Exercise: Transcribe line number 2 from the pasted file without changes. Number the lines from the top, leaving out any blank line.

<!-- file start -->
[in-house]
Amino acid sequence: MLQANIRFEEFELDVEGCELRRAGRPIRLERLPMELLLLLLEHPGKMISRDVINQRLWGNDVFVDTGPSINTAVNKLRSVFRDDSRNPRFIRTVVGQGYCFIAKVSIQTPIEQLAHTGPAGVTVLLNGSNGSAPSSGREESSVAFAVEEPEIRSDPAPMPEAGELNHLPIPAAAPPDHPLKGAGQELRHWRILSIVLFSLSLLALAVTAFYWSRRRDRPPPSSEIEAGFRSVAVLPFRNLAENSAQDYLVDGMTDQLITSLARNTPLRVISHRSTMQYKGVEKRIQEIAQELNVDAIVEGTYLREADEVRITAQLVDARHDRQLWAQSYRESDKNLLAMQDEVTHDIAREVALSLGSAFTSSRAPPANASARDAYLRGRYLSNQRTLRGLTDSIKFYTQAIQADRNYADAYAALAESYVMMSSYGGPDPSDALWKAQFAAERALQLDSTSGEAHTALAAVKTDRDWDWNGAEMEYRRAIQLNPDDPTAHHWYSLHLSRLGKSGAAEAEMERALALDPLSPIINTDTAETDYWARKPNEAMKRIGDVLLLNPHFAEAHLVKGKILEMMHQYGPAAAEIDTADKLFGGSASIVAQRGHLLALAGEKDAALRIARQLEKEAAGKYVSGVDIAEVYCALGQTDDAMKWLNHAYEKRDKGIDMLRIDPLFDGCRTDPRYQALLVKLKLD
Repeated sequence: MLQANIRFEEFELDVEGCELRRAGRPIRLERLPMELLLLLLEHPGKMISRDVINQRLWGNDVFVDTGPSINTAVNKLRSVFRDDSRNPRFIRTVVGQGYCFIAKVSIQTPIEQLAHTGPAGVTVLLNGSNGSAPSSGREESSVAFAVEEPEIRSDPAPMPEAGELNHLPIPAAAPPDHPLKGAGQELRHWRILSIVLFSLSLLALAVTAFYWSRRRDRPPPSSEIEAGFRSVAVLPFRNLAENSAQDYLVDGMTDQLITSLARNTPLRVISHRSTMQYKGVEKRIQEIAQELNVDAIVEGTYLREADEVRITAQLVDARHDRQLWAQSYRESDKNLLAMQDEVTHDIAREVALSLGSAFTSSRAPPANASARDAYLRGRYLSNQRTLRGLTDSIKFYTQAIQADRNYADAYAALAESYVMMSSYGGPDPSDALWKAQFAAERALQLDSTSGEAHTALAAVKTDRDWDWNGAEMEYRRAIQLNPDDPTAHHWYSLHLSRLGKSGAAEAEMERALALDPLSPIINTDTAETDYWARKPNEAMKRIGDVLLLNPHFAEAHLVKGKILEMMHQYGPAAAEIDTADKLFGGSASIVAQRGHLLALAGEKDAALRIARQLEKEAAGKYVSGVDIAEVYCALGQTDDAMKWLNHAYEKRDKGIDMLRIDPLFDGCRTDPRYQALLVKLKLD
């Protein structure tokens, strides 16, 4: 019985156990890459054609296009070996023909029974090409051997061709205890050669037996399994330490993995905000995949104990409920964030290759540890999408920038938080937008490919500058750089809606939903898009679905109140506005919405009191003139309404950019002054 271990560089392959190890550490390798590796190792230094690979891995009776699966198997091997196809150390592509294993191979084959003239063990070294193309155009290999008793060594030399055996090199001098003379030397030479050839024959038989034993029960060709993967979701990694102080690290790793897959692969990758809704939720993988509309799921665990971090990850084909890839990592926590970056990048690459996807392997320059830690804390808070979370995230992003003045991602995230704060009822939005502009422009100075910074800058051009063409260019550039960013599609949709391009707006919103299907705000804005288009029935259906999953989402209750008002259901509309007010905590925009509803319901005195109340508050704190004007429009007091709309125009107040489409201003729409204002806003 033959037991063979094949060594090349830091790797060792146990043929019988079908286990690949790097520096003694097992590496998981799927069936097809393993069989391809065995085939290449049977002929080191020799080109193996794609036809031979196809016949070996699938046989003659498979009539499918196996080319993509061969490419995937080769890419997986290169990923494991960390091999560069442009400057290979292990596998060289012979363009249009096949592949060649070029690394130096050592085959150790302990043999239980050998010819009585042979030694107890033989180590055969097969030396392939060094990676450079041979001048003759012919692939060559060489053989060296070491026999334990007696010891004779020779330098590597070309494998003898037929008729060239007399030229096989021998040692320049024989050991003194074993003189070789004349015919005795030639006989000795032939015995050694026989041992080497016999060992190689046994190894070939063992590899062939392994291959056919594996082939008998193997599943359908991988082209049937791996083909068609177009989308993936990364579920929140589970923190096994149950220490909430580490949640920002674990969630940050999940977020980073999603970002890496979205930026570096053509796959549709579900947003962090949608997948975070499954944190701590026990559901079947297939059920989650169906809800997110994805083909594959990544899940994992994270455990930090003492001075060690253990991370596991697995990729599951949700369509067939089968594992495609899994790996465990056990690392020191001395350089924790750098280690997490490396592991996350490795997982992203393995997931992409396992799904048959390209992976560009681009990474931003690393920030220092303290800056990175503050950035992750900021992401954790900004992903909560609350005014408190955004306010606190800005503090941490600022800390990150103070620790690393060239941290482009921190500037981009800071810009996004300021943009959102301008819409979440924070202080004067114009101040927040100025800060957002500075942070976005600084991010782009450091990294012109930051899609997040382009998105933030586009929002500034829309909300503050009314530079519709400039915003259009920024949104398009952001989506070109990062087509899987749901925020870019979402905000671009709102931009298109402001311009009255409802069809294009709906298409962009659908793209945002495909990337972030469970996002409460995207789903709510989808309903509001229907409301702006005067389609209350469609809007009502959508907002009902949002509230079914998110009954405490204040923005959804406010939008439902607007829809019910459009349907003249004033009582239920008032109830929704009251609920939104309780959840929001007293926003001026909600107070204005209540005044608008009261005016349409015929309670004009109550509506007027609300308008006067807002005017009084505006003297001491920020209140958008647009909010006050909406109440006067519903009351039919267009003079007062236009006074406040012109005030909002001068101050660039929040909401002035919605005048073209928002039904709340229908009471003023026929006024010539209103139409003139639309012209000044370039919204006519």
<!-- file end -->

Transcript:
Amino acid sequence: MLQANIRFEEFELDVEGCELRRAGRPIRLERLPMELLLLLLEHPGKMISRDVINQRLWGNDVFVDTGPSINTAVNKLRSVFRDDSRNPRFIRTVVGQGYCFIAKVSIQTPIEQLAHTGPAGVTVLLNGSNGSAPSSGREESSVAFAVEEPEIRSDPAPMPEAGELNHLPIPAAAPPDHPLKGAGQELRHWRILSIVLFSLSLLALAVTAFYWSRRRDRPPPSSEIEAGFRSVAVLPFRNLAENSAQDYLVDGMTDQLITSLARNTPLRVISHRSTMQYKGVEKRIQEIAQELNVDAIVEGTYLREADEVRITAQLVDARHDRQLWAQSYRESDKNLLAMQDEVTHDIAREVALSLGSAFTSSRAPPANASARDAYLRGRYLSNQRTLRGLTDSIKFYTQAIQADRNYADAYAALAESYVMMSSYGGPDPSDALWKAQFAAERALQLDSTSGEAHTALAAVKTDRDWDWNGAEMEYRRAIQLNPDDPTAHHWYSLHLSRLGKSGAAEAEMERALALDPLSPIINTDTAETDYWARKPNEAMKRIGDVLLLNPHFAEAHLVKGKILEMMHQYGPAAAEIDTADKLFGGSASIVAQRGHLLALAGEKDAALRIARQLEKEAAGKYVSGVDIAEVYCALGQTDDAMKWLNHAYEKRDKGIDMLRIDPLFDGCRTDPRYQALLVKLKLD